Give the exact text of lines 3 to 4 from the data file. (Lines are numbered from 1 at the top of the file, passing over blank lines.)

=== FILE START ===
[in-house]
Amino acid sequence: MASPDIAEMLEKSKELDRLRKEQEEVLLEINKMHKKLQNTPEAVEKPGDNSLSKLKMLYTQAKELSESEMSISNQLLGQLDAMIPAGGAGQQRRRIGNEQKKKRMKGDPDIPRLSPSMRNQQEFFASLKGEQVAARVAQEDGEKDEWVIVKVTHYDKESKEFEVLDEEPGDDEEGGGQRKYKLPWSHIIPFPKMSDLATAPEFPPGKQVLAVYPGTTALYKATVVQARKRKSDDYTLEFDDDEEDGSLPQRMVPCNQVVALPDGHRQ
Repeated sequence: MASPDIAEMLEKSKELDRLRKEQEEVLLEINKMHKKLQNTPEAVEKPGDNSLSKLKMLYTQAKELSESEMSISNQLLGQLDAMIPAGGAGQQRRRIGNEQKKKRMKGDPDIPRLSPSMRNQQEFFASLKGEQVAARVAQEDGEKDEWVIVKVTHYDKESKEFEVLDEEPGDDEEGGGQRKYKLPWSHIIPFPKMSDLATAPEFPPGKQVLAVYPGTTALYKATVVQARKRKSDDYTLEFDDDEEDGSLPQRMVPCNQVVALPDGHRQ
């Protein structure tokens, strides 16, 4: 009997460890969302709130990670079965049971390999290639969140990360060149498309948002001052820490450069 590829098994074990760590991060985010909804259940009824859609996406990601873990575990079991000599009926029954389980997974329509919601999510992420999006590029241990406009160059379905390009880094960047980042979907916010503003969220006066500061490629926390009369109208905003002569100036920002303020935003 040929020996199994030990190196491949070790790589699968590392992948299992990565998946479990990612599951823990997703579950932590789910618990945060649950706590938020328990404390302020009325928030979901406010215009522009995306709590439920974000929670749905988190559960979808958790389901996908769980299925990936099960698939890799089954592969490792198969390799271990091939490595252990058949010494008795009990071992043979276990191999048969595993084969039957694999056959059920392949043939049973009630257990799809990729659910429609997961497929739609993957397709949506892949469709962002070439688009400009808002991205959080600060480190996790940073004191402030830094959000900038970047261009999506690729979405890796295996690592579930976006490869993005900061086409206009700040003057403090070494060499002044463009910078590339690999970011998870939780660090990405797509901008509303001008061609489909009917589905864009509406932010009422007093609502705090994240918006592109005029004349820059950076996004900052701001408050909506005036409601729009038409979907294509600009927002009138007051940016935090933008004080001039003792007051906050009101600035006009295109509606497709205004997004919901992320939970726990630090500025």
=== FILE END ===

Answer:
Repeated sequence: MASPDIAEMLEKSKELDRLRKEQEEVLLEINKMHKKLQNTPEAVEKPGDNSLSKLKMLYTQAKELSESEMSISNQLLGQLDAMIPAGGAGQQRRRIGNEQKKKRMKGDPDIPRLSPSMRNQQEFFASLKGEQVAARVAQEDGEKDEWVIVKVTHYDKESKEFEVLDEEPGDDEEGGGQRKYKLPWSHIIPFPKMSDLATAPEFPPGKQVLAVYPGTTALYKATVVQARKRKSDDYTLEFDDDEEDGSLPQRMVPCNQVVALPDGHRQ
């Protein structure tokens, strides 16, 4: 009997460890969302709130990670079965049971390999290639969140990360060149498309948002001052820490450069 590829098994074990760590991060985010909804259940009824859609996406990601873990575990079991000599009926029954389980997974329509919601999510992420999006590029241990406009160059379905390009880094960047980042979907916010503003969220006066500061490629926390009369109208905003002569100036920002303020935003 040929020996199994030990190196491949070790790589699968590392992948299992990565998946479990990612599951823990997703579950932590789910618990945060649950706590938020328990404390302020009325928030979901406010215009522009995306709590439920974000929670749905988190559960979808958790389901996908769980299925990936099960698939890799089954592969490792198969390799271990091939490595252990058949010494008795009990071992043979276990191999048969595993084969039957694999056959059920392949043939049973009630257990799809990729659910429609997961497929739609993957397709949506892949469709962002070439688009400009808002991205959080600060480190996790940073004191402030830094959000900038970047261009999506690729979405890796295996690592579930976006490869993005900061086409206009700040003057403090070494060499002044463009910078590339690999970011998870939780660090990405797509901008509303001008061609489909009917589905864009509406932010009422007093609502705090994240918006592109005029004349820059950076996004900052701001408050909506005036409601729009038409979907294509600009927002009138007051940016935090933008004080001039003792007051906050009101600035006009295109509606497709205004997004919901992320939970726990630090500025």